“No hospital can sustain itself without getting the CARES Act money that everybody else got,” James said.

Employees are trying to save money by cutting back on supplies but residents including Judy Hutto are worried about the hospital’s future. Hutto drove there recently for tests from her home 15 miles (24 kilometers) out in the country.

Read the story here.

—Jay Reeves, The Associated Press

Jayapal tests positive for coronavirus, now in isolation

U.S. Rep. Pramila Jayapal, D-Seattle, announced on Twitter that she tested positive for the coronavirus Saturday.

She was experiencing “flu-like symptoms at the moment, and in accordance with CDC guidelines, I will be isolating and working remotely,” her Saturday night tweet said.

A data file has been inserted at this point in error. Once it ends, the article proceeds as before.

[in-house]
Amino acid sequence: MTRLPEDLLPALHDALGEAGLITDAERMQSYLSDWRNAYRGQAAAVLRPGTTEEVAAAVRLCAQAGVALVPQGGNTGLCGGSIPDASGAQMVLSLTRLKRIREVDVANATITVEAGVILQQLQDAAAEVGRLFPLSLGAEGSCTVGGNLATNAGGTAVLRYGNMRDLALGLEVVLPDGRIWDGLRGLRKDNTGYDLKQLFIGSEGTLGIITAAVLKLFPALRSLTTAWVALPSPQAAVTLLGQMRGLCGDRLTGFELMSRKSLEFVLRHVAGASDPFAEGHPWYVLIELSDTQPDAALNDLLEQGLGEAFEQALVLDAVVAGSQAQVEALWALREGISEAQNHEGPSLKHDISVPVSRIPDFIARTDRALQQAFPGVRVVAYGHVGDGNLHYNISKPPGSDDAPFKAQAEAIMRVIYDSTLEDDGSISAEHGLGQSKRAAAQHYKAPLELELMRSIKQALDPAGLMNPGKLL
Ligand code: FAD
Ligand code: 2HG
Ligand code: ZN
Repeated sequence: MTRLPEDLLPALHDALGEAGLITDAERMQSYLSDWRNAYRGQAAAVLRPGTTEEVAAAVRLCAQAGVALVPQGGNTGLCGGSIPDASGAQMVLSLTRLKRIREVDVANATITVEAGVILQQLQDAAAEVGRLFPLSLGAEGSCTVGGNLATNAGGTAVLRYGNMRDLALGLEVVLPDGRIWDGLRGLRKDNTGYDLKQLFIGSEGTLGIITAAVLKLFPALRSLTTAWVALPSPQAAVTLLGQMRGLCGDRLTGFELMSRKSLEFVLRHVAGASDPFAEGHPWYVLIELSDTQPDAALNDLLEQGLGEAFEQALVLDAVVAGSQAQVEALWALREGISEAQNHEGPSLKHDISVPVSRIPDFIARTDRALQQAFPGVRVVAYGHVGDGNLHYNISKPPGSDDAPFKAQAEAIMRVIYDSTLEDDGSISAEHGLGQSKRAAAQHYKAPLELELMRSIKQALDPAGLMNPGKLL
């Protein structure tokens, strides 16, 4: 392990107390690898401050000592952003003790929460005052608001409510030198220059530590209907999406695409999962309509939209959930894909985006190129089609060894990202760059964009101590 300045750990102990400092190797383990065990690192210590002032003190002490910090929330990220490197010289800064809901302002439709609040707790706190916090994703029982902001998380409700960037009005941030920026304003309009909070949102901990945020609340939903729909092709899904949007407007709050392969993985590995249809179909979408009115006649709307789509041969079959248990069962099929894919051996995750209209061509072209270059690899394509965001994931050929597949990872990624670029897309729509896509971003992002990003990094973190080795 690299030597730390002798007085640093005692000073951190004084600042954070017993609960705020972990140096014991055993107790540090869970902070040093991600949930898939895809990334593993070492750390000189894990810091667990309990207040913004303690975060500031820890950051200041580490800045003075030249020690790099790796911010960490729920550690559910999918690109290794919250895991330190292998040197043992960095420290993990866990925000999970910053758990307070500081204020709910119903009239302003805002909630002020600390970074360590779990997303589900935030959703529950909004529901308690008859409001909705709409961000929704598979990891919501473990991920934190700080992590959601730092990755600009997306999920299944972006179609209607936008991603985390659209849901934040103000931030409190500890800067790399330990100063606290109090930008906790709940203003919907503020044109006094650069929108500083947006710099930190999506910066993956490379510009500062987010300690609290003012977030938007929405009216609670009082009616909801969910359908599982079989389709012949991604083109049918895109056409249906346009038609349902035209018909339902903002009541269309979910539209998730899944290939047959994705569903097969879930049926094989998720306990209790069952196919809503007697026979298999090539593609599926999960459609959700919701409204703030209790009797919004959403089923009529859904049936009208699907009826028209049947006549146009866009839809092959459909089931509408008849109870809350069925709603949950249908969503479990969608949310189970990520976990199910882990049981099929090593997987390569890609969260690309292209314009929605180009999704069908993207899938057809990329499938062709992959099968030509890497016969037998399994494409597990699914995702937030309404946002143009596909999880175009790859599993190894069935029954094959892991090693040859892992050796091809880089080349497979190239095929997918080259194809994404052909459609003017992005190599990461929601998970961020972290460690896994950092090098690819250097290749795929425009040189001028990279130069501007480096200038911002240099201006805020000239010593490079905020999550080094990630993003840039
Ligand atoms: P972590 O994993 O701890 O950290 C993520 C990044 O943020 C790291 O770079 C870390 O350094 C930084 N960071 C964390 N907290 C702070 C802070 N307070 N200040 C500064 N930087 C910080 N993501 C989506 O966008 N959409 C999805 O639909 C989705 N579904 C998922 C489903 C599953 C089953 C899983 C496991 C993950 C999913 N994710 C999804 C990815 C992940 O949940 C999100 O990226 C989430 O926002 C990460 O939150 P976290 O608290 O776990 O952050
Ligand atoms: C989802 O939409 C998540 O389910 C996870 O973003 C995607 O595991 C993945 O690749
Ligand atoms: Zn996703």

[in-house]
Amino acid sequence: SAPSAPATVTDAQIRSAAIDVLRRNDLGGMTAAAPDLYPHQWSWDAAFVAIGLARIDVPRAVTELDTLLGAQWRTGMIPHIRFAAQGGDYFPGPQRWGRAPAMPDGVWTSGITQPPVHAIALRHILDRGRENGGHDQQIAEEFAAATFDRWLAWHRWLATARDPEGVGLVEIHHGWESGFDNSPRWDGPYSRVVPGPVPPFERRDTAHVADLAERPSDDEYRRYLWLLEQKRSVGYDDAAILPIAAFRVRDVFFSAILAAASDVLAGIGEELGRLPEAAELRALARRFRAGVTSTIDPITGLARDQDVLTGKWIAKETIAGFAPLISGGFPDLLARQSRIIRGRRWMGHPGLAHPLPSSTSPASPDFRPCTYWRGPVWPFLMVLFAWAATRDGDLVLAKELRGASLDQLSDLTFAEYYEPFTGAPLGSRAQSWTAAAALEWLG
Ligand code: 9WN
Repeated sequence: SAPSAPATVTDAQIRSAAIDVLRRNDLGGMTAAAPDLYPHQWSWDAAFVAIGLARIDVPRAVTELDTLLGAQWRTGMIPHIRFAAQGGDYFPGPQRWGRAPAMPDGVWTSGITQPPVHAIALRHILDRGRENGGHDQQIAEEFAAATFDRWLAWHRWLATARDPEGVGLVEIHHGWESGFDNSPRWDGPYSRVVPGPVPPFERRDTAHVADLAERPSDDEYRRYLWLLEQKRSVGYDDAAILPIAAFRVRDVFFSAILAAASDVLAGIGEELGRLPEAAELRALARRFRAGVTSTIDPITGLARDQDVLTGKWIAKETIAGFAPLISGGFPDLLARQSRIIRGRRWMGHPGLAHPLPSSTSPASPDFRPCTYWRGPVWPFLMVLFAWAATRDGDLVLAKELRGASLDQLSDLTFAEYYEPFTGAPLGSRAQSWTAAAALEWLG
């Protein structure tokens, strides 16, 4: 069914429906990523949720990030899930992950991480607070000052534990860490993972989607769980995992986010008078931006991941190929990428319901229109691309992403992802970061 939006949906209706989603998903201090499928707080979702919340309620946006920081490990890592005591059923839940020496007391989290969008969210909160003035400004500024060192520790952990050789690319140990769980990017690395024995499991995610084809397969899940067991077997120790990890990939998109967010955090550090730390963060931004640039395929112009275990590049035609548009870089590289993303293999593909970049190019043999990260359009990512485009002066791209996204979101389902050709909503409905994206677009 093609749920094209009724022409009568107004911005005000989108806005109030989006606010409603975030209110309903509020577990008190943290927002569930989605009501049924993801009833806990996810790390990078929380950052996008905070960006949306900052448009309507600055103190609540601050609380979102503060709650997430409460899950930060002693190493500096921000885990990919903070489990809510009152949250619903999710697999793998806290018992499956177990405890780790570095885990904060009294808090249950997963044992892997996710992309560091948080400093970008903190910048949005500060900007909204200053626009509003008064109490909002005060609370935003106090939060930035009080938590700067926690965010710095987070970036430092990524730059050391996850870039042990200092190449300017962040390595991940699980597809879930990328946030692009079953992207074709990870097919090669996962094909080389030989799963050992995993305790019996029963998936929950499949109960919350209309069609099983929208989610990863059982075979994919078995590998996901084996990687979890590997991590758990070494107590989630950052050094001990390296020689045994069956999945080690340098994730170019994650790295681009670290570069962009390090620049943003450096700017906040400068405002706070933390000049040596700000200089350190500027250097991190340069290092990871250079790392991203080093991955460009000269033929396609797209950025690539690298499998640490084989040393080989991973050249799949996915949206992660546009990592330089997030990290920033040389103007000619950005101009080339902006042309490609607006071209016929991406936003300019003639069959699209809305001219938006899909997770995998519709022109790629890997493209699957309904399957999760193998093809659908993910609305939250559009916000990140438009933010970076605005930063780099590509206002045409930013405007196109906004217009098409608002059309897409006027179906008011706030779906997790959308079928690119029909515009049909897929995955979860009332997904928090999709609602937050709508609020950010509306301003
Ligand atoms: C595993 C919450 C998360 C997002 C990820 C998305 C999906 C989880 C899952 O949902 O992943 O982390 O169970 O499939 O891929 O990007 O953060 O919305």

Jayapal flew from Washington, D.C., to San Francisco on Saturday for a fundraiser, spokesperson Siham Zniber said. The congresswoman tested positive in San Francisco, according to Zniber, and on Sunday she was still determining her plan for recovery. One option was to rent a car to drive to Seattle, where she could isolate.

Read the story here.

—Mike Reicher

FDA clears COVID booster shot for healthy kids ages 5 to 11

U.S. regulators on Tuesday authorized a COVID-19 booster shot for healthy 5- to 11-year-olds, hoping an extra vaccine dose will enhance their protection as infections once again creep upward.

Everyone 12 and older already was supposed to get one booster dose for the best protection against the newest coronavirus variants — and some people, including those 50 and older, can choose a second booster.

The Food and Drug Administration’s authorization now opens a third shot to elementary-age kids, too — at least five months after their last dose.